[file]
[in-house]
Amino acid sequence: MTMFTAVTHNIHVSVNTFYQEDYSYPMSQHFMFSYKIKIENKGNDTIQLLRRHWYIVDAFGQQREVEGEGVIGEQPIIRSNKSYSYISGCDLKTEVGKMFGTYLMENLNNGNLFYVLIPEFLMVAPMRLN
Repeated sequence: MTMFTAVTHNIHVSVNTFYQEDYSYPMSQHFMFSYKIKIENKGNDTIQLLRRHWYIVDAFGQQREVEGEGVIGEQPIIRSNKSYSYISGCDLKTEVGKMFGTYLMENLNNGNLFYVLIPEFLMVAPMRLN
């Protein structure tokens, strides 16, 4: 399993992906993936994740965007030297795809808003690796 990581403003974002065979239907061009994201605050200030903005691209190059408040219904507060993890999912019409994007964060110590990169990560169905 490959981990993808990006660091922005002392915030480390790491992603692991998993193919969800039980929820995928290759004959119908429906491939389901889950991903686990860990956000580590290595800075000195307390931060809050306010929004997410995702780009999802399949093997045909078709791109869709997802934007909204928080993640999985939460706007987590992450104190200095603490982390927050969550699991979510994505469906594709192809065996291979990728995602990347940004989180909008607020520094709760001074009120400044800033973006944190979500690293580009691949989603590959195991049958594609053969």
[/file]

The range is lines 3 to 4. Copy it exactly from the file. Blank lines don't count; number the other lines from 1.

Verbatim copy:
Repeated sequence: MTMFTAVTHNIHVSVNTFYQEDYSYPMSQHFMFSYKIKIENKGNDTIQLLRRHWYIVDAFGQQREVEGEGVIGEQPIIRSNKSYSYISGCDLKTEVGKMFGTYLMENLNNGNLFYVLIPEFLMVAPMRLN
């Protein structure tokens, strides 16, 4: 399993992906993936994740965007030297795809808003690796 990581403003974002065979239907061009994201605050200030903005691209190059408040219904507060993890999912019409994007964060110590990169990560169905 490959981990993808990006660091922005002392915030480390790491992603692991998993193919969800039980929820995928290759004959119908429906491939389901889950991903686990860990956000580590290595800075000195307390931060809050306010929004997410995702780009999802399949093997045909078709791109869709997802934007909204928080993640999985939460706007987590992450104190200095603490982390927050969550699991979510994505469906594709192809065996291979990728995602990347940004989180909008607020520094709760001074009120400044800033973006944190979500690293580009691949989603590959195991049958594609053969």